Abuse Review Panel Seeks an Additional Member
By Jerry Van Marter
Worldwide Faith News [Louisville KY]
November 8, 2006
Louisville - An additional member is being sought for a panel created in 2004 to investigate allegations of physical and/or sexual abuse at Presbyterian Church (U.S.A.) overseas boarding schools for the children of missionaries.
The four-member Independent Abuse Review Panel (IARP) is seeking a replacement for Nancy Poling of Evanston, IL, a developmental educator who resigned for personal reasons.
The other three member of the panel are the Rev. James Evinger of Rochester, NY, a clinical researcher at the University of Rochester Medical Center who specializes in clergy sexual abuse; Dr. Sarah Rieth of Charlotte, NC, an Episcopal priest and psychotherapist who specializes in the spiritual healing of adult survivors of sexual abuse; and Dr. Carolyn Winfield, a former social worker who now works in the field of child welfare policy development.
The IARP grew out of a case of physical and sexual abuse of more than 20 children at a Presbyterian boarding school for children of missionaries in Congo from the 1940s to the 1970s. The perpetrator, the Rev. Bill Pruitt, died in August 1999 before he could be brought to trial by Grace Presbytery in Texas.
Included in a package of reforms adopted by the PC(USA) in the wake of the Pruitt revelations was the creation of the IARP to investigate other allegations that grew out of the Pruitt case.
As of September 2006, the panel has received reports of abuse - involving 11 children of missionaries - at eight other schools or dormitories:
Chiang Mai International School, Thailand
Good Shepherd School, Ethiopia
Merida School, Mexico
Methodist-Presbyterian Hostel for students at The American School of Kinshasa, Congo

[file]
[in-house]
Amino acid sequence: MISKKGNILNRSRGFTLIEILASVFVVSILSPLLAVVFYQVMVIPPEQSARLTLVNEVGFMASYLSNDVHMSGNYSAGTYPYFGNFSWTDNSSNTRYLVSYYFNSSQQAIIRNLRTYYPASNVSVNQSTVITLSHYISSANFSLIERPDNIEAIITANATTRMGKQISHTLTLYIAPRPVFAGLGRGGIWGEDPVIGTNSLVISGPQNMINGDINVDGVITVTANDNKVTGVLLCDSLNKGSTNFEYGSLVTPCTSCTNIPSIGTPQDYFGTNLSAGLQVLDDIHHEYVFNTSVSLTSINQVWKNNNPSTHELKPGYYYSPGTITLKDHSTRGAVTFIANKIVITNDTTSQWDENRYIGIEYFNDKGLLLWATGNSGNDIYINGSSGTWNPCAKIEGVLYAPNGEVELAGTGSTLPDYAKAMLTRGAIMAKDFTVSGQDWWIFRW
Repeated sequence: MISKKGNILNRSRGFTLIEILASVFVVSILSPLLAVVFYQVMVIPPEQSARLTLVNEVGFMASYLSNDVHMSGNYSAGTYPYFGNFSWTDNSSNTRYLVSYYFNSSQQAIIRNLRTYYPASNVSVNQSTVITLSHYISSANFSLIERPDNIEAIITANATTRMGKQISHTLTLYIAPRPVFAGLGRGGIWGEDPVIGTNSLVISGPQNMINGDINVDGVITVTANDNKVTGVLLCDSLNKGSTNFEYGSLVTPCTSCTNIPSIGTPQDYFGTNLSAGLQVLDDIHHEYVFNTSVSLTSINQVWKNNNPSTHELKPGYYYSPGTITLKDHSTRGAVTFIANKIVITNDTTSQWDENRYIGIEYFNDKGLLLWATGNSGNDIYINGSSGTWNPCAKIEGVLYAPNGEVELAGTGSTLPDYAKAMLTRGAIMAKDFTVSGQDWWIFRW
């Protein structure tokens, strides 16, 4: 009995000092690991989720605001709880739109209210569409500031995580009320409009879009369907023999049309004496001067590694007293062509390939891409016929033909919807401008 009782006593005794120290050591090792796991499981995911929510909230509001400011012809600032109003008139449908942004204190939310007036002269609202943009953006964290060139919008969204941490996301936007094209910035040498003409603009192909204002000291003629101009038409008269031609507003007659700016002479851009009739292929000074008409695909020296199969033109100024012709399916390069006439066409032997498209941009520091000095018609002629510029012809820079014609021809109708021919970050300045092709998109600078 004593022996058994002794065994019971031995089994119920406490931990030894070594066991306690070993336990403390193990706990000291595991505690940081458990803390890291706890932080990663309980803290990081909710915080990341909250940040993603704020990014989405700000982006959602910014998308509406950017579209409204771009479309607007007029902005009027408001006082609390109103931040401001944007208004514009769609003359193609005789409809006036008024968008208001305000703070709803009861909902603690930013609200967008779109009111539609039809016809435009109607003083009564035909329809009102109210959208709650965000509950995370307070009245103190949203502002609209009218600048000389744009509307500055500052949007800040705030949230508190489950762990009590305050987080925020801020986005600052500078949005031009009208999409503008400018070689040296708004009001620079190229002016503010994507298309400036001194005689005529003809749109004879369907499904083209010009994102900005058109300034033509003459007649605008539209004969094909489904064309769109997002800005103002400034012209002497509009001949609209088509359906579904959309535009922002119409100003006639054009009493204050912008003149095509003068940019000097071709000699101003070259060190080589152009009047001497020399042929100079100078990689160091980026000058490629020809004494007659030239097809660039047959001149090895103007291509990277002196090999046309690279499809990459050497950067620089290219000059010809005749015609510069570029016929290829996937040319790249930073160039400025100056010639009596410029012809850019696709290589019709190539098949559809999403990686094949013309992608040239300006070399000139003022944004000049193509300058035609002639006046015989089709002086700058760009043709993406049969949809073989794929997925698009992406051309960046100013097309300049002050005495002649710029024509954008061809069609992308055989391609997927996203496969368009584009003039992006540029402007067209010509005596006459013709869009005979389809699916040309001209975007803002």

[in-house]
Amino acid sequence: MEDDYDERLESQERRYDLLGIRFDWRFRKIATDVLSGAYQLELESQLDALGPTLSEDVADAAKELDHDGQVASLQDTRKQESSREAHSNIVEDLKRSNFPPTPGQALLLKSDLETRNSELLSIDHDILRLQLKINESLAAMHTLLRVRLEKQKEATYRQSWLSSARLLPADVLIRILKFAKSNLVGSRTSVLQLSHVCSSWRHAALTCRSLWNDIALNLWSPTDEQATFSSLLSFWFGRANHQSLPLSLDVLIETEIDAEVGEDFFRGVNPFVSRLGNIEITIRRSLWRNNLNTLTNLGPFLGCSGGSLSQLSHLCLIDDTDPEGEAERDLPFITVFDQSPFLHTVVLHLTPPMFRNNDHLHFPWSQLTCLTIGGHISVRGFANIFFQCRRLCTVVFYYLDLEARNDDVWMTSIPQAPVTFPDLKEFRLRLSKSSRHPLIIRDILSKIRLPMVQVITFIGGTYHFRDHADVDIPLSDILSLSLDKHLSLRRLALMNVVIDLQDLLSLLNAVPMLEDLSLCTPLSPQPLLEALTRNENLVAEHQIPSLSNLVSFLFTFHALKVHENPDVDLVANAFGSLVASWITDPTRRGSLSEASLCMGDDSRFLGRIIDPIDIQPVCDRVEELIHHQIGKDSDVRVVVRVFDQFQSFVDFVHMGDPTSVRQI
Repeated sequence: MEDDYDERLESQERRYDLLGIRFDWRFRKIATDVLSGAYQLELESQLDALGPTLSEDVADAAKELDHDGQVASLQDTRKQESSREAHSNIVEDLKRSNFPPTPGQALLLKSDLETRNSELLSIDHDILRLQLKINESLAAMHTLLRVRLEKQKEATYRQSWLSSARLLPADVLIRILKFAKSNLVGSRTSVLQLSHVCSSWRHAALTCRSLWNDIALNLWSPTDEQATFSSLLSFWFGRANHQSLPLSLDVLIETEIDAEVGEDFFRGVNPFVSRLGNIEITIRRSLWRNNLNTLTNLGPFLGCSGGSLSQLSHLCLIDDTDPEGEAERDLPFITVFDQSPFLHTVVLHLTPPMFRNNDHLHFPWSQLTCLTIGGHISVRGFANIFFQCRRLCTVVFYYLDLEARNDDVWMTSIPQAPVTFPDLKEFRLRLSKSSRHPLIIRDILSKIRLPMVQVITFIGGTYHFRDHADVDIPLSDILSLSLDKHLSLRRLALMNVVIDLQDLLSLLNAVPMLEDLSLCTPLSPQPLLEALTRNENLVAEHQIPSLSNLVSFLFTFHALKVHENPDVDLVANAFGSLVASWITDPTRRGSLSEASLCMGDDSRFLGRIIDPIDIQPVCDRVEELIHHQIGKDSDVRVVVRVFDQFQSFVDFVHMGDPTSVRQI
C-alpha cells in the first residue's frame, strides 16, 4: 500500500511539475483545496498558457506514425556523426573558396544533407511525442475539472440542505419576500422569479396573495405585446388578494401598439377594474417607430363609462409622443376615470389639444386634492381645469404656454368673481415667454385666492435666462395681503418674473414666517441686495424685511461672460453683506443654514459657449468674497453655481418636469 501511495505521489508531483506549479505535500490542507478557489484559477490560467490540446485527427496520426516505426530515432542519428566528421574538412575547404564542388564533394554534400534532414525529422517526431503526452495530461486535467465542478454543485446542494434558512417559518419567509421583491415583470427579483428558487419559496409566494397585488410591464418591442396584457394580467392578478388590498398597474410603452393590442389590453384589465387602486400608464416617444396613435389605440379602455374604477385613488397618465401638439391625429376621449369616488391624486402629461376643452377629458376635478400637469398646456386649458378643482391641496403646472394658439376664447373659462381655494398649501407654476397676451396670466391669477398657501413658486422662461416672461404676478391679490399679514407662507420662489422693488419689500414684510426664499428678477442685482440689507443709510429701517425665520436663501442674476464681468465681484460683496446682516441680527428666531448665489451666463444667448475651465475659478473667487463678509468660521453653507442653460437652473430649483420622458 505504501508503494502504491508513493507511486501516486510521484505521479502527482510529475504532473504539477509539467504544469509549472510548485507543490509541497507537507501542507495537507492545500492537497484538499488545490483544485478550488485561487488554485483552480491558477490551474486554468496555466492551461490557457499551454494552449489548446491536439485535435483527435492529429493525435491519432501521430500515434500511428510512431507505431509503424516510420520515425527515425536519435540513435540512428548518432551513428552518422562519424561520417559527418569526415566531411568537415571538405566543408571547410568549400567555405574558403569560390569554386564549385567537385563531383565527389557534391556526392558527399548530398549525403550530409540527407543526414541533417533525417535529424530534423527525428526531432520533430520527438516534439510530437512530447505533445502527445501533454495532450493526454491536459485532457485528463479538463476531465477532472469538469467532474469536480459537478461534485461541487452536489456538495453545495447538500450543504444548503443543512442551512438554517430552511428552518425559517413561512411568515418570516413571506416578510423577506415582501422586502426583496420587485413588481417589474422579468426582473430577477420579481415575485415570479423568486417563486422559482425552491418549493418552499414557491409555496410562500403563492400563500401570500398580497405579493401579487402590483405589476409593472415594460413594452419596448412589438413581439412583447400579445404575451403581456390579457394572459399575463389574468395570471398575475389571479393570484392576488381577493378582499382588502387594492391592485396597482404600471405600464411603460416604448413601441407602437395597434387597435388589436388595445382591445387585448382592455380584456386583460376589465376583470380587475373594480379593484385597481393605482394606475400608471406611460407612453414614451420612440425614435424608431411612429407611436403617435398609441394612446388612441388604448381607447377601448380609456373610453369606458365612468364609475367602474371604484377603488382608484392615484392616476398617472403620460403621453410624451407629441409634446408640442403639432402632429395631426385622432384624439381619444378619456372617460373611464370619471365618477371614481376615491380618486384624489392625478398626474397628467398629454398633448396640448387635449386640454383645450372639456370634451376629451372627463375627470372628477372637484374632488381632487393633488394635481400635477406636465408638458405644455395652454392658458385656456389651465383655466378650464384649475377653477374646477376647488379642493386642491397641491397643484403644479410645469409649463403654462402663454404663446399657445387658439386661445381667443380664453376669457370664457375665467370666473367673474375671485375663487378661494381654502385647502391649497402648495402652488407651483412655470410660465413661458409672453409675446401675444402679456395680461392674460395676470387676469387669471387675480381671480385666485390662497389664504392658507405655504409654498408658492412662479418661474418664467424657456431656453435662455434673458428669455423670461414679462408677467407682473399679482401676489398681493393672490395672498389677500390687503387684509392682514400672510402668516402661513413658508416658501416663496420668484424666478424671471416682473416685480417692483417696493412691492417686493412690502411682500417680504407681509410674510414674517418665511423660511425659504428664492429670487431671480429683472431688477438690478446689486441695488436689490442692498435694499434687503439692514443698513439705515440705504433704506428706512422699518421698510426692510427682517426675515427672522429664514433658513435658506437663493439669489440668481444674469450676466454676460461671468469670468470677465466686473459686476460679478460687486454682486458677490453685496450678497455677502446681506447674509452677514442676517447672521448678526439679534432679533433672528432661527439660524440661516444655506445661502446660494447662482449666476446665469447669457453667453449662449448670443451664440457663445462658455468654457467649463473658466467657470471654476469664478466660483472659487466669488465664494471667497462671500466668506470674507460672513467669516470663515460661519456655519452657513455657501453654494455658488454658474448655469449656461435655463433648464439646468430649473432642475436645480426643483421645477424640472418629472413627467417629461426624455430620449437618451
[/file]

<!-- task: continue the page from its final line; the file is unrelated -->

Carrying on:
Murree Christian School, Pakistan
Ononobeta dormitory at Hope School, Cameroon
Sakeji School, Zambia
Schultz School, Egypt
The panel has had face-to-face interviews with five survivors, three parents, and two individuals on behalf of a family member, according to Pat Hendrix, the PC(USA)'s sexual abuse ombudsperson.
One challenge the IARP faces, Hendrix says, is that "most former missionaries and their children do not even know the panel exists."
To accomplish three goals - getting the word out about the panel's existence, to educate survivors, their families and the missionary community about the long-term effects of abuse, and to offer survivors and their loved ones hope for healing - the panel has produced a DVD (also available in VHS) entitled "Witnesses to Truth, Witnesses to Healing: Investigating Child Abuse in Missionary Settings."
Hendrix quotes one Congo survivor's response to the video: "What a wonderful gift to all of us [survivors] and to the mission community. God has been faithful through it all and I'm so grateful. Through this [investigation] process I have seen girls who were so bitter and angry with God and the church come full circle and once again walk with the Lord. That is the best gift of all."
To explore service on the IARP and/or obtain a copy of "Witnesses to Truth, Witnesses to Healing: Investing Child Abuse in Missionary Settings," contact Pat Hendrix by phone toll-free at 1 (888) 728-7228, ext. 5285; or by email at Pat Hendrix.
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